In an effort to improve their curb appeal, Mississippi towns are lining up to have teams from the Mississippi Development Authority (MDA) visit and assess their appearance. These municipalities will work to be recognized as Mississippi Model Communities, the program’s working title, according to MDA officials.
MDA executive director Leland Speed announced the new initiative at the Mississippi Municipal League convention in Biloxi in June.
To help municipal officials better sell their communities to prospective businesses, industries and residents, Speed proposes to have a group of professionals visit any incorporated area of the state to take a look at how its curb appeal may affect economic prospects. The evaluations will be made at no cost to the municipalities.
Speed, a longtime real estate executive before taking the helm at MDA, is convinced that good things happen in communities that look good. As he puts it, “Pretty sells. Ugly doesn’t sell.”
Stephen Martin of MDA’s communications department said, “With Leland’s background in real estate, it’s easy to call this initiative ‘curb appeal.’ He can relate to that.”
With no book to take off a shelf outlining the program, Martin said MDA is writing the criteria as they go along. Towns request to be included and an MDA evaluation team visits to observe, conduct interviews and hold meetings with a wide spectrum of the community.
“It’s an ongoing process and the communities will do the work, but we look at what we can contribute,” he added. “We work with them to decide what can be done to increase the town’s appearance.”
Yazoo City was the first municipality to receive a visit, and Martin said there was a good turnout for the meeting and the team conducted 60 interviews.
Speed said, “We are delighted to see the support and dedication of the citizens in Yazoo City as they embraced the concept of becoming a Mississippi Model Community. At MDA we see it and we are very impressed.”
He added that because MDA has limited resources to help communities improve the quality of life in their areas, he encourages private involvement. “What we will do is be a facilitator, a catalyst,” he said. “What we want to do is incite more private development.”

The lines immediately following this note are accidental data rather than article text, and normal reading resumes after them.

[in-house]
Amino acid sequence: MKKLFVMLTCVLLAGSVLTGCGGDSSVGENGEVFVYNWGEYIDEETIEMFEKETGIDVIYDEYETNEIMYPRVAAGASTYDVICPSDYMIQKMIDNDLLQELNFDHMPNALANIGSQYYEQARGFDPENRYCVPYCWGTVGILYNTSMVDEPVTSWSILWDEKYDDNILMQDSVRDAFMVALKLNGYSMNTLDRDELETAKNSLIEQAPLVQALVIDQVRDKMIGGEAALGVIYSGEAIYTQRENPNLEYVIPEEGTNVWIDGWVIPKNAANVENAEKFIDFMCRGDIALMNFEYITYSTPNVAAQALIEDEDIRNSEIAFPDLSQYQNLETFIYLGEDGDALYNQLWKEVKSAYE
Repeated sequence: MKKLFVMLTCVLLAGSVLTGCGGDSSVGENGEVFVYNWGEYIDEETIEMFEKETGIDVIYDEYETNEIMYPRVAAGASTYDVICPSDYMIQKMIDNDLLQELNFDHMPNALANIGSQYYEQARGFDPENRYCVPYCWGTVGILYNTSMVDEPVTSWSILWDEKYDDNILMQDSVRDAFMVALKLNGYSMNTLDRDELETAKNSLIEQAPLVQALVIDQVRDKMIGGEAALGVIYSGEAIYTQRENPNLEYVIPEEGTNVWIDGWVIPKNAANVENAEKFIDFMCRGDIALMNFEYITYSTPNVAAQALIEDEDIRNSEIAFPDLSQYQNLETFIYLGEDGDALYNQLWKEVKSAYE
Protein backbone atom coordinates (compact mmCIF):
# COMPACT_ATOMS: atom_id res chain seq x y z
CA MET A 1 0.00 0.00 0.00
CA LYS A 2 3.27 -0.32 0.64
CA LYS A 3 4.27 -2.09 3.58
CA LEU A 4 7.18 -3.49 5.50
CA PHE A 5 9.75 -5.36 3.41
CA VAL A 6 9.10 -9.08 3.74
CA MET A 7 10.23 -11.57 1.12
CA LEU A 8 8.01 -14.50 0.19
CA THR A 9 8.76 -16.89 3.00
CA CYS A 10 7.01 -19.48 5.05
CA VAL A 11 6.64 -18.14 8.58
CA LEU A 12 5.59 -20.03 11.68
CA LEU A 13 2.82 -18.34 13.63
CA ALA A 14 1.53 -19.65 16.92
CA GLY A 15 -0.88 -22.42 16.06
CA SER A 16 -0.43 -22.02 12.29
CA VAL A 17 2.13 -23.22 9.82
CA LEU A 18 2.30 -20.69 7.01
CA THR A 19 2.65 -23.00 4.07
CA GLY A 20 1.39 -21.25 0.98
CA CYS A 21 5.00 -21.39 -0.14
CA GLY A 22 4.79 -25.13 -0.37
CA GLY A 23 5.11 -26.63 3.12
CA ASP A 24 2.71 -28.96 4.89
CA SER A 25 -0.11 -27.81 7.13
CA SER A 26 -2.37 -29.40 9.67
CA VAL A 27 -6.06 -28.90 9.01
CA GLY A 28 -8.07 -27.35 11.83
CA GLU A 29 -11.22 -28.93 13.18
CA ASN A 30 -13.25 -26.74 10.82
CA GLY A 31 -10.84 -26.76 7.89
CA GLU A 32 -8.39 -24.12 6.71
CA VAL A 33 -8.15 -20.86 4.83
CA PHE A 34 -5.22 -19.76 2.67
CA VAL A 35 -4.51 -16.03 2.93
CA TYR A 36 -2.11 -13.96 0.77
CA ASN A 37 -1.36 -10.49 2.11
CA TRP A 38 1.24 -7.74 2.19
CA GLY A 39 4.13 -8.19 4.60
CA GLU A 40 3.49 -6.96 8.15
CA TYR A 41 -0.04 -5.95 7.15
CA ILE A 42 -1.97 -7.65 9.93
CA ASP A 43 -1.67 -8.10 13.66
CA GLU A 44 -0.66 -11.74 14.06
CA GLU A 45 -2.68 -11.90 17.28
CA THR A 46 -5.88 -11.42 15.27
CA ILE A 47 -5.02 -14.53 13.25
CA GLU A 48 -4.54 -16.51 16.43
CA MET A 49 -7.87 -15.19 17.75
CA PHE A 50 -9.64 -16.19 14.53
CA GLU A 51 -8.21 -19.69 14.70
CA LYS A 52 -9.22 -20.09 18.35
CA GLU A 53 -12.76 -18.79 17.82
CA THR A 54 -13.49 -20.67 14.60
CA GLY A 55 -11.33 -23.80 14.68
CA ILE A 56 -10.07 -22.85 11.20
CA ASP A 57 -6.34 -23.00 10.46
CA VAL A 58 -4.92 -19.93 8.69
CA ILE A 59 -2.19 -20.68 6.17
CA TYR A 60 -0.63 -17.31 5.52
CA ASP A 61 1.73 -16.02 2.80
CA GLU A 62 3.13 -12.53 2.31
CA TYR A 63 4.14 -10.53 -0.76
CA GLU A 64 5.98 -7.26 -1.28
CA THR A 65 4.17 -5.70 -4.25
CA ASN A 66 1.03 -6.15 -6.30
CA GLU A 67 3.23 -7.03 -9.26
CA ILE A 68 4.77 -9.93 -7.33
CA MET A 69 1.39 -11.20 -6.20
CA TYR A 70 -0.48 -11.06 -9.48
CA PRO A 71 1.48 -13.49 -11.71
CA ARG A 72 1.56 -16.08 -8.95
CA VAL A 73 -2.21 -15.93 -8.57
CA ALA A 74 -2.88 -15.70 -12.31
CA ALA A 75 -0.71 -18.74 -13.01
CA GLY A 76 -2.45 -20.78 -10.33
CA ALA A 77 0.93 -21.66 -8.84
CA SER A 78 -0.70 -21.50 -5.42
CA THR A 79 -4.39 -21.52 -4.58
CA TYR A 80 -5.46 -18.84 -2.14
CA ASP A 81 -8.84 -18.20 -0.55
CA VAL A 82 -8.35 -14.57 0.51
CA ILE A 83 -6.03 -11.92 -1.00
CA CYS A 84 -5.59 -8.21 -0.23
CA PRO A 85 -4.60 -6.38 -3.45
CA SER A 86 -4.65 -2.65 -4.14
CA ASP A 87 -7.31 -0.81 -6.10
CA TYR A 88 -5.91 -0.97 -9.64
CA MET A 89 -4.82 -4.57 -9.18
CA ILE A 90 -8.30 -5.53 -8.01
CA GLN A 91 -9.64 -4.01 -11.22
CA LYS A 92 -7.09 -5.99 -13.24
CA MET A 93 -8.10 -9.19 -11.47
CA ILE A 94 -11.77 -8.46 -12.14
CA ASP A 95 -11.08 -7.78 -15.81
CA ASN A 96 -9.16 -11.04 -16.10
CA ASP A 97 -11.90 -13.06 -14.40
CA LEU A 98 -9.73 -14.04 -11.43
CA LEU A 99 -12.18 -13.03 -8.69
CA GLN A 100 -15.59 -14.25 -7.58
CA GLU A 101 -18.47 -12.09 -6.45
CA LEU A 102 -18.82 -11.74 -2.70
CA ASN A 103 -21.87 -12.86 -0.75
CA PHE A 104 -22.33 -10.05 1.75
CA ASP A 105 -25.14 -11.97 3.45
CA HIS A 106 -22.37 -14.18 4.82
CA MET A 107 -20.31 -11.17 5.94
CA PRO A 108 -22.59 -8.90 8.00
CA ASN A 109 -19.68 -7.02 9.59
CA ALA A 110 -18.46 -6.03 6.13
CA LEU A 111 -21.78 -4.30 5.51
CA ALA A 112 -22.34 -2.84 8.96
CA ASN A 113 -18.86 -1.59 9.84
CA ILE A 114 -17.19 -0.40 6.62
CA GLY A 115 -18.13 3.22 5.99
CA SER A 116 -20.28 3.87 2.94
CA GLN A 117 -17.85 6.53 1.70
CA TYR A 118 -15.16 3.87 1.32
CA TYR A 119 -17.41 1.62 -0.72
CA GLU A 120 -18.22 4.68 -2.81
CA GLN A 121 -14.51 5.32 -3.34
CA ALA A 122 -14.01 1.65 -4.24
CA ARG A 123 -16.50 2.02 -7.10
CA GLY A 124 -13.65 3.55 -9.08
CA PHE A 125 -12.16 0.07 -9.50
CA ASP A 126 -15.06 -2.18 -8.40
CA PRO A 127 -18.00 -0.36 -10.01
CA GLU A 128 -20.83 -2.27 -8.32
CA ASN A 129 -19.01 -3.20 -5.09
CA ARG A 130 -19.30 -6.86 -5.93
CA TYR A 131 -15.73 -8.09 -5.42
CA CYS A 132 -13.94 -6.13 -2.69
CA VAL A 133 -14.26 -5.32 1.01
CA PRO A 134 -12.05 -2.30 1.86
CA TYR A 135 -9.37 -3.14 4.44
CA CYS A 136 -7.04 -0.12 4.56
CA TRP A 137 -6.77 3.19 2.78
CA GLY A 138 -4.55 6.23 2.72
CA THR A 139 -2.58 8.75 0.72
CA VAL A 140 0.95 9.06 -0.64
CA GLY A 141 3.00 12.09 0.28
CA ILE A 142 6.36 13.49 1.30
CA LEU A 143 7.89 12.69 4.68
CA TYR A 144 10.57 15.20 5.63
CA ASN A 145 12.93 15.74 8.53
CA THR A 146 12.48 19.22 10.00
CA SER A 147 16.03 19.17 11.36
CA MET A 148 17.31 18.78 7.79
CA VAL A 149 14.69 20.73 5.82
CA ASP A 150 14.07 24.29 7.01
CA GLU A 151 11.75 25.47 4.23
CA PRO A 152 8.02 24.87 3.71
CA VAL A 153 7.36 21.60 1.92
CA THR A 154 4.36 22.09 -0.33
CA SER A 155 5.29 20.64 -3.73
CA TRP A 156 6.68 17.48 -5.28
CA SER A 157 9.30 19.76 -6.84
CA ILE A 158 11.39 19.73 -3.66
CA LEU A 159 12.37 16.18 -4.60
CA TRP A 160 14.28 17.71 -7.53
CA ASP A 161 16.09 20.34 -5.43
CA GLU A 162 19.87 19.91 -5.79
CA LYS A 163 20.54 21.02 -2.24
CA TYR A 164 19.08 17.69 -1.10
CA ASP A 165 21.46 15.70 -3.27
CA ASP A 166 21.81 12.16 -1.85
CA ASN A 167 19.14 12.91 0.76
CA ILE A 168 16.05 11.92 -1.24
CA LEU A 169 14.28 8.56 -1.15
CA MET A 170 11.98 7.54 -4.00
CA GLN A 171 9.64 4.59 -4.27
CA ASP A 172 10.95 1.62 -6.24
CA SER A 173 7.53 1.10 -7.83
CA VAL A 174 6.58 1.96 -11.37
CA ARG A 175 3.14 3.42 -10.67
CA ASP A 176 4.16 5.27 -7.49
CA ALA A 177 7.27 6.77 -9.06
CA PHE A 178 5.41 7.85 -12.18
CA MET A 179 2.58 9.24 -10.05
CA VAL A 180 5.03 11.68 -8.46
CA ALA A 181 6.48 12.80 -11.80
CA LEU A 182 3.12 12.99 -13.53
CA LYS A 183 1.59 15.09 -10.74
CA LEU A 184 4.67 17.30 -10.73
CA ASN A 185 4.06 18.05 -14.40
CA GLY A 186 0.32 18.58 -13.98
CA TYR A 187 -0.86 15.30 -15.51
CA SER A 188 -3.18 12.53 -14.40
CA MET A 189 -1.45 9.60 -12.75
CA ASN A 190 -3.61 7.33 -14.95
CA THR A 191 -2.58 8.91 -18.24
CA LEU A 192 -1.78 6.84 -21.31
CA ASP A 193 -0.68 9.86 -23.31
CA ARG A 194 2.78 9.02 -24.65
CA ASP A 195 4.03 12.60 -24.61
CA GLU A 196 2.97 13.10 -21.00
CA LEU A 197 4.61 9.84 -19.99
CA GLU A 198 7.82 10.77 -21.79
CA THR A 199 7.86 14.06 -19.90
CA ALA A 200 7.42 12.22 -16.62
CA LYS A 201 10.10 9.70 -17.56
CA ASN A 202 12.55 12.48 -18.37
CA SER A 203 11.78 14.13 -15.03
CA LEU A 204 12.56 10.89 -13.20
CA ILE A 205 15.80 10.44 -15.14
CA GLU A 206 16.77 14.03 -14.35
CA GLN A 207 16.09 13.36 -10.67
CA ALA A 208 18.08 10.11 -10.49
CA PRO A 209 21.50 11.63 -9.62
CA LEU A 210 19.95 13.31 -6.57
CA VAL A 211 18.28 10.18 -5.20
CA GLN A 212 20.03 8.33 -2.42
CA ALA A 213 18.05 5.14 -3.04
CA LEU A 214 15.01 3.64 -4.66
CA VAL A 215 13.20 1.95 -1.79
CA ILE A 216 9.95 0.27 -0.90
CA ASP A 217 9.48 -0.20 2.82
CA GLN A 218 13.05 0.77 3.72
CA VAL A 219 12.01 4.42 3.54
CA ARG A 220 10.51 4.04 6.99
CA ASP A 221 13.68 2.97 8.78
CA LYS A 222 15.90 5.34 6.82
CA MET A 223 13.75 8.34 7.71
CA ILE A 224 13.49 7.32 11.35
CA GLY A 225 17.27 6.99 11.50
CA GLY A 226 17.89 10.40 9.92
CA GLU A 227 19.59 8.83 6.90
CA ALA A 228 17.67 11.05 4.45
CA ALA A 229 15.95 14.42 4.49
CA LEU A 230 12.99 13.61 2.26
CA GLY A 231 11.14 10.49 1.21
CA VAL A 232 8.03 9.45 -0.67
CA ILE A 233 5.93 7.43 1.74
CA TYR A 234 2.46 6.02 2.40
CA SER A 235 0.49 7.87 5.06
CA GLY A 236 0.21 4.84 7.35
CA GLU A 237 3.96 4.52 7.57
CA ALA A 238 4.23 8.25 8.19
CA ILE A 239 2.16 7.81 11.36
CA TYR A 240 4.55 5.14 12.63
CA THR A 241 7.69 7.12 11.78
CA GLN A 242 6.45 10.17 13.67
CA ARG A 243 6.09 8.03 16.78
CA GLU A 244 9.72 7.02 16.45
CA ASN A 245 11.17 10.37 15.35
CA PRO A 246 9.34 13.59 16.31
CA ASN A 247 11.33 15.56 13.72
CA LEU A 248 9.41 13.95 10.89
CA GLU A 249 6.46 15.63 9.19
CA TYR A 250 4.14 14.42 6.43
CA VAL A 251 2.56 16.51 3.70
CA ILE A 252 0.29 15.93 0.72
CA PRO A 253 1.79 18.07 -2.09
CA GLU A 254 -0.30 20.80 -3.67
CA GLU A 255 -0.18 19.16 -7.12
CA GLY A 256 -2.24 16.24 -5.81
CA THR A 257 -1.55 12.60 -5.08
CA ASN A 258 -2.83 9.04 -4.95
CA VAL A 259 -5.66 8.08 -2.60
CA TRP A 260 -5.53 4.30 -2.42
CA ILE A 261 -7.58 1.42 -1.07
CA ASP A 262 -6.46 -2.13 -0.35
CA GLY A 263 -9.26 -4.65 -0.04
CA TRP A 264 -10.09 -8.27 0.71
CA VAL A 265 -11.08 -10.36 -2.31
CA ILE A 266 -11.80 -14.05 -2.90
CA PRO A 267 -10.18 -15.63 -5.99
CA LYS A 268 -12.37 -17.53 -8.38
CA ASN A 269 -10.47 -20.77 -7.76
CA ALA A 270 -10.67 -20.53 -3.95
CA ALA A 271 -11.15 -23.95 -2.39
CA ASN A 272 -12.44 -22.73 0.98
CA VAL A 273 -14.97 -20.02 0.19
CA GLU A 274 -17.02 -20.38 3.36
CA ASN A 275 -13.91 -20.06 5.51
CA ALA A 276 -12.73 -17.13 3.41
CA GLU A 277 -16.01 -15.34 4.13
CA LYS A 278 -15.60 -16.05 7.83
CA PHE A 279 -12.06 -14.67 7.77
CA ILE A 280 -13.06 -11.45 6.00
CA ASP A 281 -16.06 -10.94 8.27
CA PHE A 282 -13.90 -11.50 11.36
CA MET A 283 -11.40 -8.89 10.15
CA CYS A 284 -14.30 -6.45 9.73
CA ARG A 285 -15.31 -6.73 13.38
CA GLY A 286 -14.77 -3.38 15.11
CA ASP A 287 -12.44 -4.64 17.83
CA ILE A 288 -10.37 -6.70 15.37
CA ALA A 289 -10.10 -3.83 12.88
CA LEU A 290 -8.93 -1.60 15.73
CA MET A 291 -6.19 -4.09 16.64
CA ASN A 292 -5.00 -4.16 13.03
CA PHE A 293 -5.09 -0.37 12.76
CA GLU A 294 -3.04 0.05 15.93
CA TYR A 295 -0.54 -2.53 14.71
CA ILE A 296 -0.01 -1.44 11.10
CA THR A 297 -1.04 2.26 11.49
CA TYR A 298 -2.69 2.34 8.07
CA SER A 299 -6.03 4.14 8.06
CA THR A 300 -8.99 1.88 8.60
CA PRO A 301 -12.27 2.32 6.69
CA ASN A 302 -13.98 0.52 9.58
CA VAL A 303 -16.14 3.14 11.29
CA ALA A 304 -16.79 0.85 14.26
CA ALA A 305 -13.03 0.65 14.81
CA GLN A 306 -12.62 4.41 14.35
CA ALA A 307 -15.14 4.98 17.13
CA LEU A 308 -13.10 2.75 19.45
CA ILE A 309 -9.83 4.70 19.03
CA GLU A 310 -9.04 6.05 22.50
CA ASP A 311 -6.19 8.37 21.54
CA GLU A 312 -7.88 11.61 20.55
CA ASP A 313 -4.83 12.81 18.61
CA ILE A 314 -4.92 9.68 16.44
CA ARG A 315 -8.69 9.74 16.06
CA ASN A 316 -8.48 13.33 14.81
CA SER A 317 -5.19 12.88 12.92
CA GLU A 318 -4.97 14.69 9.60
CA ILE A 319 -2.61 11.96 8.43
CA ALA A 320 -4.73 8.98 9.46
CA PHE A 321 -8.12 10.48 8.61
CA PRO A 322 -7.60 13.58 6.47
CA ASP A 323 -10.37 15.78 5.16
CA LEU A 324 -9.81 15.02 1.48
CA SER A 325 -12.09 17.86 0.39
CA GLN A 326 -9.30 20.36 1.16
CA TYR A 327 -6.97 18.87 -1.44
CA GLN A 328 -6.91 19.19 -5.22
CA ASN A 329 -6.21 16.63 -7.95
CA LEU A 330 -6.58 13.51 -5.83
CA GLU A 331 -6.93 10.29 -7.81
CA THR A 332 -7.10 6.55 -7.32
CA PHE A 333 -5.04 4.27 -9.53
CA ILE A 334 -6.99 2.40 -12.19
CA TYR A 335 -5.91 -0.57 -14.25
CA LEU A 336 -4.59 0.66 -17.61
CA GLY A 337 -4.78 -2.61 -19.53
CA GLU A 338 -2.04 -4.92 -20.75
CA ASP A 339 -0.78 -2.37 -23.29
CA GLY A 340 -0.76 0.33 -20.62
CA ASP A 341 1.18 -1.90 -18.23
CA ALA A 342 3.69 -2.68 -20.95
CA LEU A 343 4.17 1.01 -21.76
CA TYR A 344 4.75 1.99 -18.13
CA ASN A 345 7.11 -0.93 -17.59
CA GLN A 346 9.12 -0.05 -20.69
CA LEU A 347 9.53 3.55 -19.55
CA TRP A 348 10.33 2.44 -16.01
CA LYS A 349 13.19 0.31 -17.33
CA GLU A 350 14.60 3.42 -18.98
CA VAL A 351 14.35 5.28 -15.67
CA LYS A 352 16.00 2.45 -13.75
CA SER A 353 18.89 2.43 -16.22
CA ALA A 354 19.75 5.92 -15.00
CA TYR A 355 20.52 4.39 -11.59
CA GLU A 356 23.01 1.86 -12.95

The Mississippi Business Journal was unable to reach the mayor of Yazoo City by press time, but did speak with the mayors of two other towns — Nettleton and Wesson — which have requested MDA evaluations.
At the ripe old age of 27 years, Nettleton Mayor Brandon Presley has already served three years as the leader of this town of 2,013 in the northeastern hills of Mississippi. He was the youngest person ever elected mayor in the state. He feels that Speed is doing the right thing by focusing MDA’s attention on quality of life issues as a way of attracting business.
“If we’re going to be competitive, we’re gonna have to address those impediments our town may have. We have to ask ourselves if it’s pretty and would we want to live there if we were moving into the state,” he said. “I hope with our evaluation we get an outsider’s look in. We don’t pick up on things when we drive down the same street every day.”
Presley believes every city in the state should take advantage of this program and develop a work plan to correct problems.
He recognizes the importance of technology in allowing workers to live in remote locations and do business with the world. As an example, Scientific Software, LLC, operates in a 100-year old bank building in Nettleton and does not have one customer there. The owner, Phillip Bausch, a software engineer, has lived there all his life. That’s the type of business Presley hopes to bring to the town.
“People can live anywhere and do business all over the world at all hours of the day and night,” he said. “I want to see us recruit those kinds of companies. Sure water and sewer and four-lane highways are important, but quality of life is what people are looking for now.”
In Southwest Mississippi, Wesson Mayor Alton Shaw is looking for fresh views and ideas to improve his community. He describes the town of 1,700 as a bedroom community with a number of residents working in Brookhaven, Hazlehurst and Jackson. The town is home to Copiah-Lincoln Community College, which also provides employment for residents.
“There are things we can do to make the town more visually appealing, and I hope to improve the curb side appeal of the main street,” Shaw said.
Assistant MDA director Gray Swoope described the new program as “Main Street on steroids.”
Attention will focus on entrances to the communities from someone else’s eyes, leadership, quality of life, business, workforce and infrastructure.
“These will be models of how MDA might direct some brainpower resources to help them,” he said. “MDA has great knowledge inside this building and we must get it out.”
Contact MBJ contributing Lynn Lofton at firstname.lastname@example.org.
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